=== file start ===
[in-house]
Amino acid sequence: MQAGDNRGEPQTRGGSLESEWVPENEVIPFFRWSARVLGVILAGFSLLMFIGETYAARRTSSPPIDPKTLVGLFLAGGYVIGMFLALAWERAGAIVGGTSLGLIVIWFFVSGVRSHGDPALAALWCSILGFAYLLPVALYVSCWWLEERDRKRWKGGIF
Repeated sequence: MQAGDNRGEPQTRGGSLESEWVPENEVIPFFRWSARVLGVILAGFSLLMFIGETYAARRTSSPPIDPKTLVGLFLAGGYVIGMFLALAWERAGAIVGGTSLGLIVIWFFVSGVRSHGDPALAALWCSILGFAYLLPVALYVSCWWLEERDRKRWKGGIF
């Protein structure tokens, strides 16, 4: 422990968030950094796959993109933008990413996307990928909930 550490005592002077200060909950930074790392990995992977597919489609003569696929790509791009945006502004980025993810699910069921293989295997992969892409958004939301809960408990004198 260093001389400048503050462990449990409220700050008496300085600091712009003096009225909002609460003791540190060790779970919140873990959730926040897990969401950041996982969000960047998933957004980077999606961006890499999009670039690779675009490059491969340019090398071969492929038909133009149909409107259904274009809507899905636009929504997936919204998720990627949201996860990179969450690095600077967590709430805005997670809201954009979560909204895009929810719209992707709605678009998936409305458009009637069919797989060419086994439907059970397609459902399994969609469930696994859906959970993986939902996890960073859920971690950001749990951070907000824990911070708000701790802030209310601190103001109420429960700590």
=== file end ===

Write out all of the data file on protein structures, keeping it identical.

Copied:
[in-house]
Amino acid sequence: MQAGDNRGEPQTRGGSLESEWVPENEVIPFFRWSARVLGVILAGFSLLMFIGETYAARRTSSPPIDPKTLVGLFLAGGYVIGMFLALAWERAGAIVGGTSLGLIVIWFFVSGVRSHGDPALAALWCSILGFAYLLPVALYVSCWWLEERDRKRWKGGIF
Repeated sequence: MQAGDNRGEPQTRGGSLESEWVPENEVIPFFRWSARVLGVILAGFSLLMFIGETYAARRTSSPPIDPKTLVGLFLAGGYVIGMFLALAWERAGAIVGGTSLGLIVIWFFVSGVRSHGDPALAALWCSILGFAYLLPVALYVSCWWLEERDRKRWKGGIF
């Protein structure tokens, strides 16, 4: 422990968030950094796959993109933008990413996307990928909930 550490005592002077200060909950930074790392990995992977597919489609003569696929790509791009945006502004980025993810699910069921293989295997992969892409958004939301809960408990004198 260093001389400048503050462990449990409220700050008496300085600091712009003096009225909002609460003791540190060790779970919140873990959730926040897990969401950041996982969000960047998933957004980077999606961006890499999009670039690779675009490059491969340019090398071969492929038909133009149909409107259904274009809507899905636009929504997936919204998720990627949201996860990179969450690095600077967590709430805005997670809201954009979560909204895009929810719209992707709605678009998936409305458009009637069919797989060419086994439907059970397609459902399994969609469930696994859906959970993986939902996890960073859920971690950001749990951070907000824990911070708000701790802030209310601190103001109420429960700590």